Not all the Sages agreed to rely upon this questionable exegesis. Thus, for example, Samuel thought that the Scroll of Esther was not written with Divine guidance and therefore should not be considered part of the Holy Writ (Megillah 7a).
Something which should be emphasized is the Sages’ commentaries and interpretations of the scroll, which amusingly helped them turn it into Holy Writ. “R. Eliezer said: The Book of Esther was dictated by the Holy Spirit, as it is written, ‘And Haman said in his heart.’ And if it were not by the Holy Spirit, how could we know what he said in his heart?” There is nothing more comic than turning an imaginary story into a serious, holy, Divine factual tale. Imagine the reaction were we to find a community which treats “Little Red Riding Hood” as a Divine text simply because it reads, “And Little Red Riding Hood said in her heart,” and for generations they read the story and copied it with precision and great care.
To add to the ridicule, R. Akiva brought additional proof: “Rabbi Akiva said, Esther was dictated by the Holy Spirit because it is written, ‘And Esther found favor in the eyes of all those that beheld her.’ This also could not be known, but for the Holy Spirit.”
The second problem facing the Sages is the prohibition against innovating holidays not written about in the Torah. “These are the commandments which G-d commanded Moses.” Only these are written in the Torah, and one has no permission to add to them.
To add the commandments of reading the scroll and the holiday of Purim without violating the iron rule of not adding commandments, the Sages drew an analogy: when we went out of slavery to freedom we said the Song of the Sea — how much more so when Haman’s decree of death was changed into life, and it is said the song is the Scroll of Esther (Megillah 14a).
Literally thus. The prophets could not add commandments, but the Sages can draw a questionable analogy and get permission to add an innovate commandments. The gap created between understanding the severity of the prohibition — to innovate and add commandments to the Torah — and the ease with which they added commandments is a puzzling phenomenon. The Palestinian Talmud even more strongly emphasizes the importance of the Scroll of Esther. The comic tale of Esther and Achashverosh, written in the era of Persian rule, became a Divine creation written in the era of Moses our Teacher: “This scroll was dictated to Moses at Sinai” (Palestinian Talmud, Megillah 1:70). The sages of Eretz Israel used anachronism [treating the book as though it were of an earlier period], not seeing anything wrong in doing so, as Maimonides did. Thus did Maimonides write in the first root of Sefer HaMitzvot: “I do not think that anyone would think or conceive that the scroll was dictated to Moses at Sinai and think that Moses commanded us to read the scroll before the event took place.”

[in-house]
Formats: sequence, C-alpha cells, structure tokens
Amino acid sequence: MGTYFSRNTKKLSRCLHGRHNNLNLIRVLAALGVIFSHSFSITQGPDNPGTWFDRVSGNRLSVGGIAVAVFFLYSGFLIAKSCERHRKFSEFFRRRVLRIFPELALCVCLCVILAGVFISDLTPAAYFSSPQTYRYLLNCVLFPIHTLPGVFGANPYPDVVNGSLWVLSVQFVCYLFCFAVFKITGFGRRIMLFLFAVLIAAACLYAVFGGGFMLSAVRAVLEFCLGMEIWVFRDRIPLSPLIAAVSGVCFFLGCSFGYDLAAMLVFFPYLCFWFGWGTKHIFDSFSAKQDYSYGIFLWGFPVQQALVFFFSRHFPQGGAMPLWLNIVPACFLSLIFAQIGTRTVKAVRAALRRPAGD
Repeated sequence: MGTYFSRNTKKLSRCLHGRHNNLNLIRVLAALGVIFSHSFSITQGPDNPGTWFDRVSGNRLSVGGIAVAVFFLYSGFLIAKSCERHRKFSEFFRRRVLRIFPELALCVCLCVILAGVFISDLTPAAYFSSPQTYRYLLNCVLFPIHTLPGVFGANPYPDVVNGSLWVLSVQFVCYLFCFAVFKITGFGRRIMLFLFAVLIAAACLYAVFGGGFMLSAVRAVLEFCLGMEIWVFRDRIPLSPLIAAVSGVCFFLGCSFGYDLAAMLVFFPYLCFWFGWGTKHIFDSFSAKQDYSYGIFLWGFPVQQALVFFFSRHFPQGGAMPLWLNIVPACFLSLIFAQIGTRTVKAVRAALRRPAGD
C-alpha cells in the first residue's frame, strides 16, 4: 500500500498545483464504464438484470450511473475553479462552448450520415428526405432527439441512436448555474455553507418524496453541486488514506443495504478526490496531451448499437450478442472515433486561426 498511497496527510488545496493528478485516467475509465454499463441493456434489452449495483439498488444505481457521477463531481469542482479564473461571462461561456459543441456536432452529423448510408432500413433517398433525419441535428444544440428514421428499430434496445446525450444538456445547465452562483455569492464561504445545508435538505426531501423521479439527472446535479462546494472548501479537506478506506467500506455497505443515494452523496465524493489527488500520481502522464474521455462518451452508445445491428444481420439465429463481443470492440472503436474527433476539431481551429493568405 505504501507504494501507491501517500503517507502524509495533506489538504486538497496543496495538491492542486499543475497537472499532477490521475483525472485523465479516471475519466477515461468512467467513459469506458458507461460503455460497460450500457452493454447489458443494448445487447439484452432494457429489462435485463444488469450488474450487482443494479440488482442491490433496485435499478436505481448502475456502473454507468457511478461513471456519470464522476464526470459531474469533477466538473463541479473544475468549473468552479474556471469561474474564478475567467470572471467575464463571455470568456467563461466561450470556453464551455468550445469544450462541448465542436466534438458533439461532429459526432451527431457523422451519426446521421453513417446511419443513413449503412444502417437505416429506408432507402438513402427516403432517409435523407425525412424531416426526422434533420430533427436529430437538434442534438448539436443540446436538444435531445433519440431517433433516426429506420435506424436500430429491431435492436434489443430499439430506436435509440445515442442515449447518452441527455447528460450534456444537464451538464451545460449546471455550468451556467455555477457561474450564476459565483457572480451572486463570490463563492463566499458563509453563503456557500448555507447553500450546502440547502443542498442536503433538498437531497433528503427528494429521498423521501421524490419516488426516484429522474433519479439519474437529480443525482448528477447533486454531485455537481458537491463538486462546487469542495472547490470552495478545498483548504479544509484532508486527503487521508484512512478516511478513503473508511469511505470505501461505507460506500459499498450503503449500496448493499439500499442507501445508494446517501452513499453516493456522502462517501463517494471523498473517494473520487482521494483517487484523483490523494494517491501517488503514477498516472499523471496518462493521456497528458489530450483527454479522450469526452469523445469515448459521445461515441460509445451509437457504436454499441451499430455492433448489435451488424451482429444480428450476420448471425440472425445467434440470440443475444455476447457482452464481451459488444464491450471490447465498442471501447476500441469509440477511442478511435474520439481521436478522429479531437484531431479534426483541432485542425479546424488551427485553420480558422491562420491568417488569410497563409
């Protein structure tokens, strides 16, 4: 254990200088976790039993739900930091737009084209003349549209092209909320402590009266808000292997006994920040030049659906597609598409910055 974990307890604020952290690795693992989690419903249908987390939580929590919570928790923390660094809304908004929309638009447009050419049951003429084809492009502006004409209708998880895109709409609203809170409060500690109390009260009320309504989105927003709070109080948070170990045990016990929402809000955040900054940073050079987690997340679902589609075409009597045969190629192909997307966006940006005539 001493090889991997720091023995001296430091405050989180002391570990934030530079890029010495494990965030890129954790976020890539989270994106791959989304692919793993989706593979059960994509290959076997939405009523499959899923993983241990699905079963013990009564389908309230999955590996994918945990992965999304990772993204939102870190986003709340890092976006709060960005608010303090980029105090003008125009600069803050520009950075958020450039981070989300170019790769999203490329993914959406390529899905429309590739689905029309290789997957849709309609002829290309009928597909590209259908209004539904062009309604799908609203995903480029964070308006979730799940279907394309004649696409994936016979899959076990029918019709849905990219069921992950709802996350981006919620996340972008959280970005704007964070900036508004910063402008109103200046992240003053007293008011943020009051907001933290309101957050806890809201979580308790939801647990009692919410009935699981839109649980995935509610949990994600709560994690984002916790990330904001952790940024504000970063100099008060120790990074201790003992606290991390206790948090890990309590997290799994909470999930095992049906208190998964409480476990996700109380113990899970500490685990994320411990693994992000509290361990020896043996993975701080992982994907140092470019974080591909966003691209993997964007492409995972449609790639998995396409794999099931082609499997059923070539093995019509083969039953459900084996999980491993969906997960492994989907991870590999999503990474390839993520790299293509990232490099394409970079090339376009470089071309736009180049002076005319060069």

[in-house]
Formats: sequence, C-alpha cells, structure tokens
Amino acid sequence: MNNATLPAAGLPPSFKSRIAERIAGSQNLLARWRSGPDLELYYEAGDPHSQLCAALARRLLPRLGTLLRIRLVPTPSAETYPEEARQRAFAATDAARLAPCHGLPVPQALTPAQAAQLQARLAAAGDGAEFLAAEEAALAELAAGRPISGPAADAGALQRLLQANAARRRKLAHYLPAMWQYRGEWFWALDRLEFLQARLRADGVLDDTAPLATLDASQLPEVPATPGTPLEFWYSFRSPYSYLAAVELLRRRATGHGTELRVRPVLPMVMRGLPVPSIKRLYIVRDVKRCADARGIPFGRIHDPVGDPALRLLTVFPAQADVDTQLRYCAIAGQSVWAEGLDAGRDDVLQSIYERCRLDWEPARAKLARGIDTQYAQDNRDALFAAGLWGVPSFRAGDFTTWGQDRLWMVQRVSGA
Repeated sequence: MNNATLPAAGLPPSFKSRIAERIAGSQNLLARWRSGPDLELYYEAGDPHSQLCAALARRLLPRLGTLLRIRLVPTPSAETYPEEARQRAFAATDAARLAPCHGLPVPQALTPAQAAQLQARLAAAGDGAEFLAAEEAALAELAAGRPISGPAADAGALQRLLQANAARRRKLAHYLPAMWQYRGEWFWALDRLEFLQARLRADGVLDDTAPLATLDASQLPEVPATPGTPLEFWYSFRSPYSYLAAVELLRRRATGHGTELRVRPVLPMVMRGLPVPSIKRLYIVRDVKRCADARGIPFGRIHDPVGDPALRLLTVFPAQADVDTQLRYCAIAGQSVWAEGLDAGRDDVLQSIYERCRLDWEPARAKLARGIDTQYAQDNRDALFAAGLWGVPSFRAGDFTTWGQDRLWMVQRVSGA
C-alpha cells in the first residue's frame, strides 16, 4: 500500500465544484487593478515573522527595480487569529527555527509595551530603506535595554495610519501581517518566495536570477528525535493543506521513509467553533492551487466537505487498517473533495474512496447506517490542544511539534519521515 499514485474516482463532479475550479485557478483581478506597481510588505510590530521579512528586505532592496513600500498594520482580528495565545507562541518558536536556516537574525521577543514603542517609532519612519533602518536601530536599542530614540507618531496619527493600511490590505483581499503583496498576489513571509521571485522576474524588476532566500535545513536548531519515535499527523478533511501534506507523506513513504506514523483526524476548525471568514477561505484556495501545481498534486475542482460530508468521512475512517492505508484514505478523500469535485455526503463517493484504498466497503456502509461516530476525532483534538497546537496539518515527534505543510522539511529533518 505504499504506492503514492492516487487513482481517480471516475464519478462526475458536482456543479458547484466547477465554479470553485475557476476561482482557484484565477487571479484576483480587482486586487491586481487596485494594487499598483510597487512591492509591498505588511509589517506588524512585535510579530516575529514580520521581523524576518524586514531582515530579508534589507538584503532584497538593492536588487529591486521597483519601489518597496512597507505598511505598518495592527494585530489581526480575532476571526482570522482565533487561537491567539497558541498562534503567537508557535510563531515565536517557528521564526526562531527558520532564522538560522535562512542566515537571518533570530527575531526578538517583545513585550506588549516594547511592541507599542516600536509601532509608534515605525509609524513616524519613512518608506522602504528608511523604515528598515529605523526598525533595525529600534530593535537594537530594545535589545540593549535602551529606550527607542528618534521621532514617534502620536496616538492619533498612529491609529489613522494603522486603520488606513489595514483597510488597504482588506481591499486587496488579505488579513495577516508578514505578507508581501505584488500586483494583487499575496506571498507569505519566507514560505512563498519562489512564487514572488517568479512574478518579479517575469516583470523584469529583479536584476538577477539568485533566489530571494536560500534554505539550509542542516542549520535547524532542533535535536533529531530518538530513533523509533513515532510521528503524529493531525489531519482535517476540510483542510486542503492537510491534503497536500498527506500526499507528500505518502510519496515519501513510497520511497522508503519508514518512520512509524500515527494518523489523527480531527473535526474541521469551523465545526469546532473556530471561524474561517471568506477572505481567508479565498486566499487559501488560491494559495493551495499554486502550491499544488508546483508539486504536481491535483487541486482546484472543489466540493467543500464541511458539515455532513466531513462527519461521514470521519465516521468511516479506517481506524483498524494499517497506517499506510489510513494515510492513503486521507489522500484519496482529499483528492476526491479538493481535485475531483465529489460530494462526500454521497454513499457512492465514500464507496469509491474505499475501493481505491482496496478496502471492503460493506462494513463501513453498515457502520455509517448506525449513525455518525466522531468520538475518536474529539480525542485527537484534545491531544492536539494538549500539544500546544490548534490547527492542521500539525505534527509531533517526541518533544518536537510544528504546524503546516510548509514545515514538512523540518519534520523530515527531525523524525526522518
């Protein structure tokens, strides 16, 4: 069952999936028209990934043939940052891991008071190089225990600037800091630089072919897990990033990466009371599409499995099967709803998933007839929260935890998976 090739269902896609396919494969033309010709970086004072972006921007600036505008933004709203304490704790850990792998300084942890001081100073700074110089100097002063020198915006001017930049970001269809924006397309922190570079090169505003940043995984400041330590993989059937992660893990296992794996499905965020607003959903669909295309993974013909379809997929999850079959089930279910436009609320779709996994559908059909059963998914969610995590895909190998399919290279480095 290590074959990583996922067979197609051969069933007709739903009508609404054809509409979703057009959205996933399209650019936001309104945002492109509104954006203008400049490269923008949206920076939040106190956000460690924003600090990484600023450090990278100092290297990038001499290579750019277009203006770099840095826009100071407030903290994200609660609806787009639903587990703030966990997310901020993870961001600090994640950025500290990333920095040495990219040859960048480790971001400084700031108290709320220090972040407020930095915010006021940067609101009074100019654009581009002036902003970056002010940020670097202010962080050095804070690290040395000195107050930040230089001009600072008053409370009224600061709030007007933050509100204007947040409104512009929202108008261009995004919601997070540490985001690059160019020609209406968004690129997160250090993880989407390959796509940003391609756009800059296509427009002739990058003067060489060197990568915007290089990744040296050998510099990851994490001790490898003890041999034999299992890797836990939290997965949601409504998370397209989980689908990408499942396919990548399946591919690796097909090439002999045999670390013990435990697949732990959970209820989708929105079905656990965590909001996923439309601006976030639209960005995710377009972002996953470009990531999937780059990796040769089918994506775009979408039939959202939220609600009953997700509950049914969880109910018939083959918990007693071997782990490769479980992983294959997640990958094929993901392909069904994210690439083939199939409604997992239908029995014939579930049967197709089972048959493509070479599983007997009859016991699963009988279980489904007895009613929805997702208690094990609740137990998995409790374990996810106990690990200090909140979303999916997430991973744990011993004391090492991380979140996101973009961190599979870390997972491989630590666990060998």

To give the characters in the story — Mordechai, Esther, and Haman — a dimension of holiness and an ancient purpose, the Sages found hints of their names in the Torah. “Where in the Torah is Haman? Hamin Haetz [‘Did you eat from the tree which I commanded you not to eat from?’ Genesis 3:11]. Where in the Torah is Esther? ‘And I shall hide (haster estir) My face on that day’ [Genesis 31:18]. Where in the Torah is Mordechai? ‘Now take choice spices: myrrh’ [mor dror, translated by Onkeles as mira dichia Exodus 30:23]” (Chullin 139b).
Go see how our Sages become archeologists from the Holy Writ. The Sages determined different dates for Purim and the reading of the scroll: The cities and towns encircled by a wall in the days of Joshua son of Nun read the scroll on the 15th of Adar and cities which were not so encircled read it on the 14th of Adar. How do we know which cities were encircled by a wall in the days of Joshua son of Nun? The Sages of the Talmud are the ones who will tell us!
Thus, for example, the city Tiberius, named after the Roman caesar Tiberius, was founded and built by Herod Antipatus the some of Herod in 19/20 CE. What did Chazal say about it? “Hezekiah used to read the scroll in Tiberius both days — the 14th and the 15th – -because it was doubtful to him whether Tiberius had been surrounded with a wall from the time of Joshua son of Nun. But how can this be doubtful? Is it not written [Joshua 9:35]: ‘And the fortified cities Ziddim, Zer and Chammat, Rakkat and Kineret’? And we have a tradition that Rakkat is Tiberius… R. Yohanan said: When I was a child I thought Rakkat is Ziporit, but Rava said Rakkat is Tiberius. And why is it called Rakkat? Because even the common men there are full of religious merits as a pomegranate. Rabbi Jeremiah thought that the city was called Tiberius because it is good to see (Tova raiyta)” (Megillah 5b/6a). This is the way of the Sages; they determine laws using language tricks as they did with the names of people in the Scriptures. Zerubavel is Nechemiah (Sanhedrin 38a). The prophet Malachi is Mordechai (Megillah 15a). See what we wrote on the portion of Miketz.
The Laws and Customs of Purim Were not Crystallized in the Period of the Talmud